However, that being said, the liquid fertilizer produced by the leeching process could be beneficial for indoor plants and for use in hydroponic nutrient solutions.
How to Use Your Leaf Mold
You can apply your leaf mold to your soil in a couple of different ways. You can either till it into the soil or you can apply it as a mulch.
If you are tilling your soil you can add the leaf mold compost as an amendment after you have tilled. If you don’t till then you can apply around a 1½ to 2-inch thick layer of leaf mold compost as mulch to the surface. The worms and bugs should help naturally ensure that the material is incorporated into the soil.
Can You Use Leaf Mold on Your Lawn
Yes, in fact, it is a very good way of improving the underlying substrate that your lawn grows from. Putting down leaf mold aids in moisture retention, it can help to prevent weeds from growing through, and it allows the soil temperature to be better regulated.
Although restricted in macronutrients the limited nitrogen content will prevent any possibility of leaf burn and any nutrients that it does contain will be released over a longer period of time. However, it does contain reasonable amounts of the micronutrients such as boron and iron, both essential for grass health.
What are the Benefits of Leaf Mold
There are various benefits to creating and utilizing leaf mold and these range from improving the condition of the soil, adding nutrients, and helping reduce and prevent soil erosion.
Although leaf mold has a limited amount of nutrients due to the lack of nitrogen in the end humus, it still acts as a great amendment to your soil. It helps by improving the drainage and moisture holding capacity as well as aiding aeration, all particularly useful if you have heavy clay soils.
Leaf mold is not totally devoid of nutrients and can help improve the nutrient levels of your soil. The type of leaves that you have used can increase the nutrient values with leaves from deciduous trees having higher nitrogen levels.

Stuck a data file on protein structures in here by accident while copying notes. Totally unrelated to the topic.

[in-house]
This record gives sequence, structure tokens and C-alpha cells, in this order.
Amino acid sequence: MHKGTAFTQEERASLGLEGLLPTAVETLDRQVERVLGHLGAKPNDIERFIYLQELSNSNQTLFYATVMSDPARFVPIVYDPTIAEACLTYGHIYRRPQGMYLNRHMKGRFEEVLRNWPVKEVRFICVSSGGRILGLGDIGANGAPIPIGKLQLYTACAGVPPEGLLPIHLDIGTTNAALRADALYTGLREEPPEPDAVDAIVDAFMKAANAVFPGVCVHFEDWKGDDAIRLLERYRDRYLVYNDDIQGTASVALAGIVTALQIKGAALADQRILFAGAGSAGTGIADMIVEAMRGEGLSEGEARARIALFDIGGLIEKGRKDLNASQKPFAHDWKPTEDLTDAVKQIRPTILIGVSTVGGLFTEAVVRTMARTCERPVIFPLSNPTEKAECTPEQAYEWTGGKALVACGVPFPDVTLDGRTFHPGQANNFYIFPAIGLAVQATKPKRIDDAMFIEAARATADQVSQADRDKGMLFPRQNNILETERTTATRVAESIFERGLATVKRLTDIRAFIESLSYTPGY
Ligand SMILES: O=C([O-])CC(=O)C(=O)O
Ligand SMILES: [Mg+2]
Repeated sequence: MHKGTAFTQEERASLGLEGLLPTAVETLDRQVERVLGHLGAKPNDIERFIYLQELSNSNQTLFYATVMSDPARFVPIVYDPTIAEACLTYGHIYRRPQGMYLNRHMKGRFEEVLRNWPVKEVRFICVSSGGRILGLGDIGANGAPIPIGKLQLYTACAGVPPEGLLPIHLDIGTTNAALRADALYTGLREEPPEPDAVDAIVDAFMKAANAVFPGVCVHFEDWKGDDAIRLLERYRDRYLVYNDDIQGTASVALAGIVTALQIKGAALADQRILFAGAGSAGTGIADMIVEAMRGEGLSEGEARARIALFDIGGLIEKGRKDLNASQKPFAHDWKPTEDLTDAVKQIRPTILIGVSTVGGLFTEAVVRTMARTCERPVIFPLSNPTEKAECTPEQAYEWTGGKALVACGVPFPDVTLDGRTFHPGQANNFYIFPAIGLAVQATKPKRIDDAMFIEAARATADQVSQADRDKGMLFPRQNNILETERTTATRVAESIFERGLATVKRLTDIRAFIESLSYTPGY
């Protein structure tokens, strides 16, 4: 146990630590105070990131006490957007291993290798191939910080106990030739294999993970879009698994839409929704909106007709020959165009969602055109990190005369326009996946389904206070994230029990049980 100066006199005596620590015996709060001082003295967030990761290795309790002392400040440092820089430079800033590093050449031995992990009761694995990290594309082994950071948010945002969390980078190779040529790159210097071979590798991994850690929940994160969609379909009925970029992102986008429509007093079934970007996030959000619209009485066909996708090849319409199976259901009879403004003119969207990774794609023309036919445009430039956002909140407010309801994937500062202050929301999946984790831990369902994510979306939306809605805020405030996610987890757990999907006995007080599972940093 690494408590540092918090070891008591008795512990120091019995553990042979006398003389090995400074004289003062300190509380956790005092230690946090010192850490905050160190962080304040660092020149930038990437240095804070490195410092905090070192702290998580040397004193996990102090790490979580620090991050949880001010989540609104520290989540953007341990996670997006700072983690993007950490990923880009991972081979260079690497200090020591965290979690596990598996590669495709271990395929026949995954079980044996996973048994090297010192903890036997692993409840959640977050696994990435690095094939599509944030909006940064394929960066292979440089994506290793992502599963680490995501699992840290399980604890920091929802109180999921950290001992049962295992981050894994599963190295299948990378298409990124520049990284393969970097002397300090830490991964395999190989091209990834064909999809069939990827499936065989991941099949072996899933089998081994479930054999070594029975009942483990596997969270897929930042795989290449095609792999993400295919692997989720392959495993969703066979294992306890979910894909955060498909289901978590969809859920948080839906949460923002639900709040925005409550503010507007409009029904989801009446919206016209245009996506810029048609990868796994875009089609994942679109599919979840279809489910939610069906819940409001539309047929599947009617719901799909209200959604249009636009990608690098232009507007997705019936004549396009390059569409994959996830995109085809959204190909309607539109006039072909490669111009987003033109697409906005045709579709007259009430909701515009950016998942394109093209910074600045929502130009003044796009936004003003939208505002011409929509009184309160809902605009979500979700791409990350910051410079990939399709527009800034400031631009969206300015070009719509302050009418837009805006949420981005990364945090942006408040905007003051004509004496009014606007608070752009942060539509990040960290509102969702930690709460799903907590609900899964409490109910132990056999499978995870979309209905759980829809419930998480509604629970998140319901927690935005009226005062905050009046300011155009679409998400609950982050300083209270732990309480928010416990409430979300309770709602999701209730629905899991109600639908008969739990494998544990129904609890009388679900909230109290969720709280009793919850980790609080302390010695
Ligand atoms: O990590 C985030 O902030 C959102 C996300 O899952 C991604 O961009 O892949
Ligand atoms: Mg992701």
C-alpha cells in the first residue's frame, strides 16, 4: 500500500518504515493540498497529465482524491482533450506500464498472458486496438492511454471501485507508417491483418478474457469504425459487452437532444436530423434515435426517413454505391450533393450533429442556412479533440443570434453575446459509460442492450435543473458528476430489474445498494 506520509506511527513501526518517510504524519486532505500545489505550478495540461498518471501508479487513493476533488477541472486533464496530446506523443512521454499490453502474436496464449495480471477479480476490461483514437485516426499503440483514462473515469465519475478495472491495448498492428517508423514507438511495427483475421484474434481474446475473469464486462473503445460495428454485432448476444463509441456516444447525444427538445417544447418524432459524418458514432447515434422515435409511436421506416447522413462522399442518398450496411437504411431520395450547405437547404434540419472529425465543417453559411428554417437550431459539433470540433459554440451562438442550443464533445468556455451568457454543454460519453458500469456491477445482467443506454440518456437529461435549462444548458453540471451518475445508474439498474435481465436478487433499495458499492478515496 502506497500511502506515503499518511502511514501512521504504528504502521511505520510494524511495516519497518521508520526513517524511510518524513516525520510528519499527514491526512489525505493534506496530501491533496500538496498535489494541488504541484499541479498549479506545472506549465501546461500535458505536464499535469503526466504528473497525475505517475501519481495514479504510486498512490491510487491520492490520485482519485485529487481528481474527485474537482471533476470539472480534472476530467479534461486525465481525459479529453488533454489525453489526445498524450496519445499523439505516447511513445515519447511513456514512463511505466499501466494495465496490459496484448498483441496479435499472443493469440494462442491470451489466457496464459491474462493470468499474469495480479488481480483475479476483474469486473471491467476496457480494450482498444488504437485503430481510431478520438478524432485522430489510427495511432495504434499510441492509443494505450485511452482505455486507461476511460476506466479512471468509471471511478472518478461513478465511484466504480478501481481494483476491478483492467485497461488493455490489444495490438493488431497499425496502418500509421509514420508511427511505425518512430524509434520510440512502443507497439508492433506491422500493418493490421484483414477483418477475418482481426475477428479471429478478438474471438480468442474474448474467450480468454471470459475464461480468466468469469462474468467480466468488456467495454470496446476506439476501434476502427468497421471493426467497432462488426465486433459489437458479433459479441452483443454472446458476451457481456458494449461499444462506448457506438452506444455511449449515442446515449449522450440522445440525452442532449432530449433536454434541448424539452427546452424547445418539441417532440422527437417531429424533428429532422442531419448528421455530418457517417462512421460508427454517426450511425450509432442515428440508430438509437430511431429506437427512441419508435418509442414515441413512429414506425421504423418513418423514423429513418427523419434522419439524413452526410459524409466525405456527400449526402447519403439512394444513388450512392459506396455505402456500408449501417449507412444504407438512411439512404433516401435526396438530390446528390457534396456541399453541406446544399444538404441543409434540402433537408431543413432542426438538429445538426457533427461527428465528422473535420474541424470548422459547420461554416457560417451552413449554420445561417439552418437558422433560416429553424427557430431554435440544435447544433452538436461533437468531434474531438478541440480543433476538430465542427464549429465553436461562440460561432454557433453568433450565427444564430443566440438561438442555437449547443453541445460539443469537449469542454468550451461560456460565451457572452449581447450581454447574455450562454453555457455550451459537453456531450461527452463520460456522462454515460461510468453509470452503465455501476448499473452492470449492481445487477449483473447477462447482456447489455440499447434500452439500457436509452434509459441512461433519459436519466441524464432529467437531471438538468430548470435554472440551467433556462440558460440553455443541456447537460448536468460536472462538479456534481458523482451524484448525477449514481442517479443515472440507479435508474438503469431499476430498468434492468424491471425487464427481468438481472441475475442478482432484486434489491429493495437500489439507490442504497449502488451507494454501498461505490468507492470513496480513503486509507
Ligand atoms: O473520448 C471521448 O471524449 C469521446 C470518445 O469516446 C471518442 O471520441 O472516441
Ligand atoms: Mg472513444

On average though, in regards to the nitrogen, phosphorous, and potassium levels of leaf mold compost, it contains around 0.66% Nitrogen, 0.05% Phosphorous, and 0.1% Potassium, which are very small levels.
However, it does contain a considerable amount of micronutrients and salts in the form of sulfur, boron, iron, manganese, zinc, and sodium.
Preventing soil erosion
If your soil is prone to soil erosion then leaf mold can help limit or prevent damage. When used as a mulch because of its ability to absorb water it can protect and combine with fine soil, improving the overall quality and limiting the possibility of erosion.
Summary: Making Leaf Mold One of Your November Gardening Tasks
As we have discussed there are enormous benefits to making leaf mold one of your November gardening tasks. It is a very simple form and passive form of composting that pretty much anybody can do. It deals with the problem of fallen leaves turning them into excellent soil amendment with a limited, nutrient value.
It can be used in your garden to help improve both soil structure and health helping your plants to become more resilient and thrive.
Keith has been involved in the gardening and landscaping industry fro the past 21 years. From a jobbing gardener to running his own landscaping services. He is now dedicated to bringing you the latest in gardening news.